Psalm 89:33

 

EXPOSITION

Verse 33. Nevertheless. And a glorious nevertheless too! Nevertheless my lovingkindness will I not utterly take from him. O glorious fear killing sentence! This crowns the covenant with exceeding glory. Mercy may seem to depart from the Lord's chosen, but it shall never altogether do so. Jesus still enjoys the divine favour, and we are in him, and therefore under the most trying circumstances the Lord's lovingkindness to each one of his chosen will endure the strain. If the covenant could be made void by our sins it would have been void long ere this; and if renewed its tenure would not be worth an hour's purchase if it had remained dependent upon us. God may leave his people, and they may thereby suffer much and fall very low, but utterly and altogether he never can remove his love from them; for that would be to cast a reflection upon his own truth, and this he will never allow, for he adds, nor suffer my faithfulness to fail. Man fails in all points, but God in none. To be faithful is one of the eternal characteristics of God, in which he always places a great part of his glory: his truth is one of his peculiar treasures and crown jewels, and he will never endure that it should be tarnished in any degree. This passage sweetly assures us that the heirs of glory shall not be utterly cast off. Let those deny the safety of the saints who choose to do so, we have not so learned Christ. We believe in the gospel rod, but not in the penal sword for the adopted sons.

 

EXPLANATORY NOTES AND QUAINT SAYINGS

Verse 33. Nevertheless my lovingkindness, etc. Except the covenant of grace had this article in it for remission of sin and for fatherly correction, to drive unto repentance, that the penitent person coming to God by faith might have sin forgiven him and lovingkindness shown to him; this covenant should fail us no less than the covenant of works. --David Dickson.

Verse 33. I will not utterly take from him. Why "from him?" Because all God's lovingkindness to his people is centred in Christ. Does God love you? it is because he loves Christ; you are one with Christ. Your transgressions are your own; they are separate from Christ; but God's love is not your own; it is Christ's: you receive it because you are one with him. How beautifully that is distinguished here -- "If they transgress, I will punish them; but my lovingkindness will I not take from him" -- in whom alone they find it; and in union with whom alone they enjoy it. --Capel Molyneux.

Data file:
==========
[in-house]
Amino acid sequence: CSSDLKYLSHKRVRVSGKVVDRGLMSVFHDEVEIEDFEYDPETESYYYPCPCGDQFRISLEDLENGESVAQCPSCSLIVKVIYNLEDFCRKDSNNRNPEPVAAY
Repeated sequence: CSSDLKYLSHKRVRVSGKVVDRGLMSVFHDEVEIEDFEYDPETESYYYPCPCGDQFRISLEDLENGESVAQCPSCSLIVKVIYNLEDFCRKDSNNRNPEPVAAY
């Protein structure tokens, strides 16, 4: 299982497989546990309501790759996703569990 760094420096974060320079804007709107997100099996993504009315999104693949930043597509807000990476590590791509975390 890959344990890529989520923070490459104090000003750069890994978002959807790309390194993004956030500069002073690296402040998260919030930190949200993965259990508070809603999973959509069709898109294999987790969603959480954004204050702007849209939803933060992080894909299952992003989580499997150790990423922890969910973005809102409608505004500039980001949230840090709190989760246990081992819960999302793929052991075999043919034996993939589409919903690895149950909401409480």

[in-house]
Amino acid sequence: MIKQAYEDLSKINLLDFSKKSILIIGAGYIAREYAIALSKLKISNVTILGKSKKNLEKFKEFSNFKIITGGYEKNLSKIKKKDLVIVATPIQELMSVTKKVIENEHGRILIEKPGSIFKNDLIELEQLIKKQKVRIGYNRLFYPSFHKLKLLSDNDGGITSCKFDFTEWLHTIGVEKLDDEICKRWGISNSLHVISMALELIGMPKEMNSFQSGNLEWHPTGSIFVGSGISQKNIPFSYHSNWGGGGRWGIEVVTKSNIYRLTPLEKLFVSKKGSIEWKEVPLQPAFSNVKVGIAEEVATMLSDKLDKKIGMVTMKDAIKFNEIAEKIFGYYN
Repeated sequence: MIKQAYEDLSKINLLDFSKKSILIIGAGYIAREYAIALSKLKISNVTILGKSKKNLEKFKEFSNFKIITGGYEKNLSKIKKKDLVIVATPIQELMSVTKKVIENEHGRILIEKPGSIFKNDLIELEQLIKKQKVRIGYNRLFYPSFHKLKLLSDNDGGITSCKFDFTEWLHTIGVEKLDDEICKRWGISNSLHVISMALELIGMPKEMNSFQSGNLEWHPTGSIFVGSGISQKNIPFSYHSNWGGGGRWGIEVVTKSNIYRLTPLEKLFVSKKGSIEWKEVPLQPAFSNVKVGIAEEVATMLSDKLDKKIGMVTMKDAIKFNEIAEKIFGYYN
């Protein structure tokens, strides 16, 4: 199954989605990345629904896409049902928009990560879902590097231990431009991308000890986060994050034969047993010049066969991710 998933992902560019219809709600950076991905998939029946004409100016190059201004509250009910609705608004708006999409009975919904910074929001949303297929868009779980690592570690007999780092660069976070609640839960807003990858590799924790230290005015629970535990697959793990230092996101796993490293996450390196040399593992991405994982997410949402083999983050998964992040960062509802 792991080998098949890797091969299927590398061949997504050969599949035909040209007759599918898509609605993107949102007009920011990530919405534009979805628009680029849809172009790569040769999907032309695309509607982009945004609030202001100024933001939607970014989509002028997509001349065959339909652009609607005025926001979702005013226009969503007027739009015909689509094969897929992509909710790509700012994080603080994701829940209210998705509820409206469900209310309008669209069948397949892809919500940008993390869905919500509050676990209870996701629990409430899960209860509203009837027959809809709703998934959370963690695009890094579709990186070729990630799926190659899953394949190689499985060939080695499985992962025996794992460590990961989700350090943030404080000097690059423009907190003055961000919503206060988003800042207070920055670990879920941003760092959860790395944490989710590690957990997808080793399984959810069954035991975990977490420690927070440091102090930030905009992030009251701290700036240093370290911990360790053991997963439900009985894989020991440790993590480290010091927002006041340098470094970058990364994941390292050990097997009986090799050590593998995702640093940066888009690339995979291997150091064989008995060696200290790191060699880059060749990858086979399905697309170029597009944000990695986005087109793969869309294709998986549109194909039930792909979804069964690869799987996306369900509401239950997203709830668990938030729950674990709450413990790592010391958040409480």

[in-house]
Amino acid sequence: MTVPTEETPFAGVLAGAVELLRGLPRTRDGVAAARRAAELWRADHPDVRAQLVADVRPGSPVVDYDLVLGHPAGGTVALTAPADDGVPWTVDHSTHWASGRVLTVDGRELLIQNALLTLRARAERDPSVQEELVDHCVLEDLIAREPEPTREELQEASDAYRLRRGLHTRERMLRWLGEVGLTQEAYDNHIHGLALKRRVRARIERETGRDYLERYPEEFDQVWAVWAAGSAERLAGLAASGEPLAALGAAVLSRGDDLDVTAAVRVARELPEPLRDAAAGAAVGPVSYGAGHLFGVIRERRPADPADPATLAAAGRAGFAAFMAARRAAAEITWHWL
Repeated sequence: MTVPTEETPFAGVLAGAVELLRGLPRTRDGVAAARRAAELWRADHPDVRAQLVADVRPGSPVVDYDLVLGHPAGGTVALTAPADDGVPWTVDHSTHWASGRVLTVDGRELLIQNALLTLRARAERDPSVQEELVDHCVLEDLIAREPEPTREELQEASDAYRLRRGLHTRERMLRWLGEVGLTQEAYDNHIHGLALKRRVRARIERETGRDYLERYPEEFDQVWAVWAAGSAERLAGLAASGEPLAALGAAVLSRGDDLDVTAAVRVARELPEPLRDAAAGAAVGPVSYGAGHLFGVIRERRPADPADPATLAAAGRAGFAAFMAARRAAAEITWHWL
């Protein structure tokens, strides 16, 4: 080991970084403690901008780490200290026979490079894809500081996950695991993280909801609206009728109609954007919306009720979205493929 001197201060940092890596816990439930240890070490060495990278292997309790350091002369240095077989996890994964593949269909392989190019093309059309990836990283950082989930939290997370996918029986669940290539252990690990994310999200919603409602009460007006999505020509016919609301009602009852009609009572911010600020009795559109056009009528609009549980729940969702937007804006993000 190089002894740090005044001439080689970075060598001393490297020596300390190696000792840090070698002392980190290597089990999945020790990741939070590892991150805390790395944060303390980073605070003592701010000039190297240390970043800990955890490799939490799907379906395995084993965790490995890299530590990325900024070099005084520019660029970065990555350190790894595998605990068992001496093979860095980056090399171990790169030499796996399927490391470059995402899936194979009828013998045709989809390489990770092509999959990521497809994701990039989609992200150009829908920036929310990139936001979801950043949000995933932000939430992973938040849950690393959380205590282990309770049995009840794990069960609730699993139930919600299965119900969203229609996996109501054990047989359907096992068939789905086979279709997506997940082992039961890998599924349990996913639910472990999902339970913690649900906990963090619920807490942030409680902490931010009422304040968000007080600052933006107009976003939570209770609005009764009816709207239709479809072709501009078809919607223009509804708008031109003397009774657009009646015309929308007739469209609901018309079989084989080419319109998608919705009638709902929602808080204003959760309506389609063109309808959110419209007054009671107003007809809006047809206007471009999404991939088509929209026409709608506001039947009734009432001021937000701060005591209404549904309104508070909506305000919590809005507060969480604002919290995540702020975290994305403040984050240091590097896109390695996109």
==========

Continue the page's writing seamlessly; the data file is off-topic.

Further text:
Verse 33. From him. The words, "Nevertheless my lovingkindness will not utterly take from him", are worthy of consideration; for the question being about those who are chastised, it would appear that he should have written, from them, and not from him. But the prophet has thus worded it, because, being the children and members of his Christ, the favours which God bestows upon us belong to him in some manner; and it seems that the Psalmist wishes to show us hereby, that it is in Jesus Christ, and for love of him alone, that God bestows favours on us. And that which follows, in Psalms 89:34 verse, agrees herewith, -- My covenant will I not break -- for it is properly to Jesus Christ, on account of his admirable obedience, that God the Father has promised to be merciful to our iniquities, and never to leave one of those to perish who are in covenant with him. -- Jean Daille.

Verse 33. Nor suffer my faithfulness to fail. Man's faith may fail him sometimes, but God's faithfulness never fails him: God will not suffer his faithfulness to fail. God's operations may have an aspect that way; the devil's temptations, and our unbelieving hearts, may not only make us think so, but persuade us it is so, whereas it cannot be so, for the Lord will not suffer it, he will not make a lie in his truth or faithfulness; so the Hebrew is: he is a God that cannot lie, he is Truth, speaks truth, and not one of his promises can or shall fail; which may afford strong consolation unto all that are under any promise of God. -- William Greenhill.